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Mechanical plating is a method that can be used to coat the surface of an object with various metals. Unlike electroplating, mechanical plating uses a physical peening action to achieve the effect. The workpieces are typically placed into a drum that has been filled with a plating medium, and the drum is then agitated. As the particles in the plating medium strike the objects that have been placed in the drum, a thin layer of less than 0.001 inches (0.025 mm) will be peened into place. The similar mechanical galvanizing process uses the same method to create thicker layers.
One of the reasons that certain fasteners are plated with other metals is to guard against corrosion. Plating can protect a component by preventing harmful elements from reaching it, or by acting as a sacrificial metal. Electroplating can introduce hydrogen into certain metal components though, which tends to lead to a phenomenon called hydrogen embrittlement. Mechanical plating does not introduce hydrogen in this manner, and it is typically less costly to perform as well. The main limitation of the method is the size of the workpieces it can be used with, as excessively large or small items may be damaged during tumbling.
The entire mechanical plating process can take place within a tumbler coated with some type of protective material such as plastic or rubber. Each workpiece is typically cleaned before mechanical plating takes place, so it is often tumbled with a degreasing or descaling agent first. In some cases, the workpieces will then be conditioned prior to the actual plating phase, which may result in an initial coating of copper. These steps may be left out if the starter contained in the final plating media contains cleaning or conditioning agents.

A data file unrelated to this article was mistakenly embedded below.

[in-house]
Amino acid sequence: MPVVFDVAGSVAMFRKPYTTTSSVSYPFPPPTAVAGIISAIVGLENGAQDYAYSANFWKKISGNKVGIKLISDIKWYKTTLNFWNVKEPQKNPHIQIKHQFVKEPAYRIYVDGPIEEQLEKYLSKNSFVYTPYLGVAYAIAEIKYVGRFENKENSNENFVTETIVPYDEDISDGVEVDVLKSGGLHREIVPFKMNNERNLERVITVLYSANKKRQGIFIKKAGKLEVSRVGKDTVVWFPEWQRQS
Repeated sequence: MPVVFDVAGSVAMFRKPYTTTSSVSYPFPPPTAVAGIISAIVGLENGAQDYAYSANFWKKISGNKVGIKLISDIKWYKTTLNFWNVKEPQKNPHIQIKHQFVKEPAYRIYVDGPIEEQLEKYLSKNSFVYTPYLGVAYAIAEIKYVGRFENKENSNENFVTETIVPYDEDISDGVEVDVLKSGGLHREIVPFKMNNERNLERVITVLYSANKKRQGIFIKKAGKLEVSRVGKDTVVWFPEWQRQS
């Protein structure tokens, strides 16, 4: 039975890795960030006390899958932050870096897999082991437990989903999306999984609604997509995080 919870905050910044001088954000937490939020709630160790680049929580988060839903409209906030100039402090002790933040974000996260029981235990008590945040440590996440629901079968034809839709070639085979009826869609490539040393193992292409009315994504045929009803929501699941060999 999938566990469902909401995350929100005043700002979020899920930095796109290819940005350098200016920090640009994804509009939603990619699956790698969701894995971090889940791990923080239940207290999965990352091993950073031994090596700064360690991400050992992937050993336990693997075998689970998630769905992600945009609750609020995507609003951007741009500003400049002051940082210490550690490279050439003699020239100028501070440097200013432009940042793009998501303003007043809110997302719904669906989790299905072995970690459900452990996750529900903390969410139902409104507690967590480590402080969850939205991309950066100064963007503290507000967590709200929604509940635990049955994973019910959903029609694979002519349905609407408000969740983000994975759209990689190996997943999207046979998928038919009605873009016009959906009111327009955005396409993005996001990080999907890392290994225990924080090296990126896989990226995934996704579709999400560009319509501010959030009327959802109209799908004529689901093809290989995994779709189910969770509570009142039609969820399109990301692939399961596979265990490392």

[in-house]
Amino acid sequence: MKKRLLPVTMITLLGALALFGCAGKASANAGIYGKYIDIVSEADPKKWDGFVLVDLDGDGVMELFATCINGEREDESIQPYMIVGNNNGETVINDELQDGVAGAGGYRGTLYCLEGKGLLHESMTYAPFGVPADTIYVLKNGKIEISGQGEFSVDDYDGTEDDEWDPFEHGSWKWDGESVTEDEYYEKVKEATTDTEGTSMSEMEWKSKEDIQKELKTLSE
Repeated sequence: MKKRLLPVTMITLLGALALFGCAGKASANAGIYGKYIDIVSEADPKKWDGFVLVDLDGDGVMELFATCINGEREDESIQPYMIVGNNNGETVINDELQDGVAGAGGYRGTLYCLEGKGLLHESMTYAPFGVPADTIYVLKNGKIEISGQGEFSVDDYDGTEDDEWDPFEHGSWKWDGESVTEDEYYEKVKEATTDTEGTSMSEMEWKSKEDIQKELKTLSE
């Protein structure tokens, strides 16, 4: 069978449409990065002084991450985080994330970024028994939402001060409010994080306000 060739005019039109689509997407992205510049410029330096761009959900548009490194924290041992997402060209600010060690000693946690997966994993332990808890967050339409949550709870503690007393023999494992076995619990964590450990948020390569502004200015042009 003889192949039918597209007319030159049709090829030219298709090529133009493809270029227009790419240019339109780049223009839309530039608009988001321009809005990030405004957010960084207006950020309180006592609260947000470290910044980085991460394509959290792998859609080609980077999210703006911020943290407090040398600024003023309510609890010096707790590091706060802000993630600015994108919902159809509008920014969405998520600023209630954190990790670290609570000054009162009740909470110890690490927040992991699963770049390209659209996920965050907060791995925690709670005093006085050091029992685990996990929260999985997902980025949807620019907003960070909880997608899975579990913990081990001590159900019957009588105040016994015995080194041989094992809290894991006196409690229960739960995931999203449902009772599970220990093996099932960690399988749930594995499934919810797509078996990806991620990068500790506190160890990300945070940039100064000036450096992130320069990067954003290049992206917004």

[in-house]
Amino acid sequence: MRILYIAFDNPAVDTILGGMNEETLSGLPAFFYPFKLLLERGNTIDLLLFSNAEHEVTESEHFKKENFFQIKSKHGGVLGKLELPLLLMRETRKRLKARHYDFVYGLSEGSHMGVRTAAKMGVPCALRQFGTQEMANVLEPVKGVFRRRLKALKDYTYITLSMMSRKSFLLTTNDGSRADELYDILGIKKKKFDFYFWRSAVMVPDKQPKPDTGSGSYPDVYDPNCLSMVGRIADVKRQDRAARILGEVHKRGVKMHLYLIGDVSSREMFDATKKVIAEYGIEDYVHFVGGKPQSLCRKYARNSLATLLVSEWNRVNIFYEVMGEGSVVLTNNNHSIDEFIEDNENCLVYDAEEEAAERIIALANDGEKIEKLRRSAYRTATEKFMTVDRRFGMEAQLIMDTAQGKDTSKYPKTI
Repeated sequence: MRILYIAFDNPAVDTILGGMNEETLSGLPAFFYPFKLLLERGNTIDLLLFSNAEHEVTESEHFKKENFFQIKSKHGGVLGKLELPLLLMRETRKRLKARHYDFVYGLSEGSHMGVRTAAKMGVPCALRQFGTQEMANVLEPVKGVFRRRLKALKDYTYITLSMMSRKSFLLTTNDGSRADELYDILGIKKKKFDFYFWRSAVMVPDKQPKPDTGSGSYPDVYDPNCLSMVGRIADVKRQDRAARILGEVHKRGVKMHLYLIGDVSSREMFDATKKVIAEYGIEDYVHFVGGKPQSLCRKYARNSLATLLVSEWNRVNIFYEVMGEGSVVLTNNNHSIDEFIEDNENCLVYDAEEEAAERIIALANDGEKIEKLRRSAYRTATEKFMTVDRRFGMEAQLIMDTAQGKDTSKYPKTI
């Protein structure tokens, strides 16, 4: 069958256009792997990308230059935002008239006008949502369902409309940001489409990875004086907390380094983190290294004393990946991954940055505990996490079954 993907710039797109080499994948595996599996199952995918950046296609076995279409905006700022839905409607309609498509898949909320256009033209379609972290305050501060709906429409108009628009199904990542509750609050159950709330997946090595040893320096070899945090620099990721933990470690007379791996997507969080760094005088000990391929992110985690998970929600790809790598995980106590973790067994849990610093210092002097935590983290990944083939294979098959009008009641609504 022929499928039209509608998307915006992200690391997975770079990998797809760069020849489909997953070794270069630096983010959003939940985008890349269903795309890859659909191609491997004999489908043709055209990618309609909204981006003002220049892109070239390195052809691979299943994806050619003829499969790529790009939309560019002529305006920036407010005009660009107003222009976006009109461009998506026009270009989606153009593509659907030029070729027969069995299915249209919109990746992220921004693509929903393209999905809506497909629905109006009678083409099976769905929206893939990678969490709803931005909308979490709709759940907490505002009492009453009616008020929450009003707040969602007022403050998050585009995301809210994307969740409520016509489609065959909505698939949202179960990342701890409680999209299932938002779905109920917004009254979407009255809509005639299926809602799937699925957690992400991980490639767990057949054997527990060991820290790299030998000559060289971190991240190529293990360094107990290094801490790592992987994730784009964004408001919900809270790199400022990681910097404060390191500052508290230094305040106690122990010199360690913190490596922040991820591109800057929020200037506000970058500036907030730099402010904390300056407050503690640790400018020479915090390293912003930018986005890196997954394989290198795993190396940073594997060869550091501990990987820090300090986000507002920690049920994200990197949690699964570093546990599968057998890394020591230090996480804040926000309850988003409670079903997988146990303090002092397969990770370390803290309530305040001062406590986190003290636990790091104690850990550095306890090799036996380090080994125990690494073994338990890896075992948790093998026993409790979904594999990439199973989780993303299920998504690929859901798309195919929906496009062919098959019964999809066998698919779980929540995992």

After the workpieces have been prepared, the final plating media can be added to the tumbler. This is typically a mixture of glass or ceramic beads, water and fine copper, zinc or tin dust. When the tumbler is activated, the glass or ceramic beads are repeatedly struck against the workpieces. Each of these hits can cause some of the metallic dust to be peened onto the workpiece that was struck. Over the course of about an hour, a layer that is typically less than 0.001 inches (0.025 mm) can be cold welded onto the surface of each workpiece, while mechanical galvanizing can use more media and time to achieve thicker coatings.
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